On the Beatles’ 1964 Australian tour the Australian Jewish News sent a 24-year old photographer named Robert Whitaker to cover the event. The band’s manager, Brian Epstein, was so impressed by the young reporter that he asked him to move promptly to London and take up a post as staff photographer for Epstein’s NEMS Enterprises.
Whitaker initially turned the role down but Epstein used the Beatles to convince him, sending Whitaker to see the Fab Four play at Royal Festival Hall. Whitaker remembered: ‘I got shoved into the orchestra pit, so I was right between the Beatles playing their music and these girls just screaming and fainting away. I couldn’t hear a damn thing, but I could see these girls and I thought, “I suppose I’m missing out on something here”’. Whitaker spent the next two years as the Beatles’ official photographer, following the group on tour, in the studio, in their homes and all over the world.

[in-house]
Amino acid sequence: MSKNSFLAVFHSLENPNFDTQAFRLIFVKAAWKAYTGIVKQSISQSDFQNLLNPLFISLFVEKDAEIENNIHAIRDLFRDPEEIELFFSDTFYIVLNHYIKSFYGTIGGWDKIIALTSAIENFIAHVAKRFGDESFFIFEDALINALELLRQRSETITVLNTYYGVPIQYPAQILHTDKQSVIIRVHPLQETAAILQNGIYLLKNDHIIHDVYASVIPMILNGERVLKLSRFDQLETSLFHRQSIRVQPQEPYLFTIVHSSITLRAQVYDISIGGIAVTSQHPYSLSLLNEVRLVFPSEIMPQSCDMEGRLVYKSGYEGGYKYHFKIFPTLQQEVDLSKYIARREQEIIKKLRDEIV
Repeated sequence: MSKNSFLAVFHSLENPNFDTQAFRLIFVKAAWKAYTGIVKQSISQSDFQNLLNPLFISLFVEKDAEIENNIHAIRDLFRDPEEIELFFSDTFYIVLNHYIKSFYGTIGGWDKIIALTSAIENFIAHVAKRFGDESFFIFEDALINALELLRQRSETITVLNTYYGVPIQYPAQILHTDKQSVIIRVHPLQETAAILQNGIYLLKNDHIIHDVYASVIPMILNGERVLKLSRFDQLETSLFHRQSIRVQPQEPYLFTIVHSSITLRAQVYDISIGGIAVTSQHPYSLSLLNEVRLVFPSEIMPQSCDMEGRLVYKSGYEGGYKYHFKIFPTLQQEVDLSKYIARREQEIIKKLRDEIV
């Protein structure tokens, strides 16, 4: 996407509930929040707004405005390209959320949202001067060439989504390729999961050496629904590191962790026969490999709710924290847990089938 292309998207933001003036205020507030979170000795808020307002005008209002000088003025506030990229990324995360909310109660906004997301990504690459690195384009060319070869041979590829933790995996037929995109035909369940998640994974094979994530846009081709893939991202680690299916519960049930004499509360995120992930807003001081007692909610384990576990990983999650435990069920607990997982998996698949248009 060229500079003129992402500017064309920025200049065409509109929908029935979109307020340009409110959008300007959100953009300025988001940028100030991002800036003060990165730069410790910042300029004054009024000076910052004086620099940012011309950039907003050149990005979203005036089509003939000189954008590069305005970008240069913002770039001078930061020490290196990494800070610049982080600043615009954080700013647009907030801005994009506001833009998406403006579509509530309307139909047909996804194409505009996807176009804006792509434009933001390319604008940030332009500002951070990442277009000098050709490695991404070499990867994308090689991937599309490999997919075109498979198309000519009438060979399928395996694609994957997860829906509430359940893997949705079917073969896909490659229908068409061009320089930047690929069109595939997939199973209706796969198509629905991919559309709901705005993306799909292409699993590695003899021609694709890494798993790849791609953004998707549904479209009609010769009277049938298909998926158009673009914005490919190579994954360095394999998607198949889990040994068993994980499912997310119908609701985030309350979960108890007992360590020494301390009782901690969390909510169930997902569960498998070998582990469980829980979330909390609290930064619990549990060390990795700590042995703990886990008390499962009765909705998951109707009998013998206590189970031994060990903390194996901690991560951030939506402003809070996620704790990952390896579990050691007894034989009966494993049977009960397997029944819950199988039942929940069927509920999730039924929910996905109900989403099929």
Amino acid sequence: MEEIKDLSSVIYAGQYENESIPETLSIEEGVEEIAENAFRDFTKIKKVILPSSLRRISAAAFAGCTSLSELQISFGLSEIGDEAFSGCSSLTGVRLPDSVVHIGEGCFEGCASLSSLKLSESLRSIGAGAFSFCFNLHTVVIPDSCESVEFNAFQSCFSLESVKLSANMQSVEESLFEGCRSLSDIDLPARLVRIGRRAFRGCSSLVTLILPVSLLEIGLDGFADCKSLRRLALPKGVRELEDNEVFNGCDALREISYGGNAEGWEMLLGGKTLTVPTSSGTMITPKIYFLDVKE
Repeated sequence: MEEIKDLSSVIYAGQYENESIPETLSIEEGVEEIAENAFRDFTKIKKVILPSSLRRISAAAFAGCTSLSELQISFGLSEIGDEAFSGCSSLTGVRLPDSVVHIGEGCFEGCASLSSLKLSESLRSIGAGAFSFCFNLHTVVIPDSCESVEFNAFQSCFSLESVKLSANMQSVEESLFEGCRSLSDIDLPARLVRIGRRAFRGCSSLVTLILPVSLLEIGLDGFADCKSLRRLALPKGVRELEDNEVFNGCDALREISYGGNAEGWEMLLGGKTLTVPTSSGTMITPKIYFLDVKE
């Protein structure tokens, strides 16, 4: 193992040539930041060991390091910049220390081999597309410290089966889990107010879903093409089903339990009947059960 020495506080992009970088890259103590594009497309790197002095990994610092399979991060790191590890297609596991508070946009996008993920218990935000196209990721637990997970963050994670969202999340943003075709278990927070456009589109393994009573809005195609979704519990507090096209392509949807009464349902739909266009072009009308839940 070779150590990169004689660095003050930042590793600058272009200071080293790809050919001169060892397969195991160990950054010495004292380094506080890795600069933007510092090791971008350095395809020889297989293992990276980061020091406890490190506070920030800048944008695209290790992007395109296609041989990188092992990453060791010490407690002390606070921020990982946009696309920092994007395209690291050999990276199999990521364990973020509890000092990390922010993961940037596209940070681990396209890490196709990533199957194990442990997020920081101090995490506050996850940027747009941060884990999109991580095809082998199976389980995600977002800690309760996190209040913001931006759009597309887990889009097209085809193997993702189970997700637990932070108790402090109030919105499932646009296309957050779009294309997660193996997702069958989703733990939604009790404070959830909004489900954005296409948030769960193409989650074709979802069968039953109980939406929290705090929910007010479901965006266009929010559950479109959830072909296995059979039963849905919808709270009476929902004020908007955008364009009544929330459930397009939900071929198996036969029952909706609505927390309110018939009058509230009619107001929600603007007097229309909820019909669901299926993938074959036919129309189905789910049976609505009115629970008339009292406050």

Perhaps the most infamous image Whitaker took for the Beatles was used for the ‘Butcher’ cover of the Beatles album Yesterday And Today. Depicting The Beatles in white butcher smocks with decapitated doll parts and pieces of meat, he intended the photo to be one part of a surreal triptych that would be his personal comment on the mass adulation of the group and the illusory nature of stardom. (John Lennon later explained it was ‘inspired by our boredom and resentment at having to do another photo session and another Beatles thing. We were sick to death of it’.)
The shot was used for promotional material for Paperback Writerin the UK without incident, but after Paul and John pushed for it to be an album cover and up to 750,000 copies of Yesterday and Today were printed for the Capitol Records release in the US, the negative reaction was immediate and all copies were recalled or pasted over with a new Whitaker cover featuring the band posed around a trunk.
With the trust of the band and unlimited access, Robert Whitaker captured some of the most intimate, candid and controversial photographs of the Beatles, his close relationship with the band often allowing him to push boundaries creatively. What has resulted is an extensive visual document of the Beatles; a portfolio that captures the band, the people, the lives and the fascinating time that was Beatlemania.
Main image: Lot 36. Robert Whitaker (1939–2011), Shea Stadium, 1965. Vintage gelatin silver print of the Beatles, signed and titled in pencil by the photographer verso, additional pencil annotations and Bravo label verso. 8 x 12 ins. (20.5 x 30 cm.) Estimate: £1,500–2,500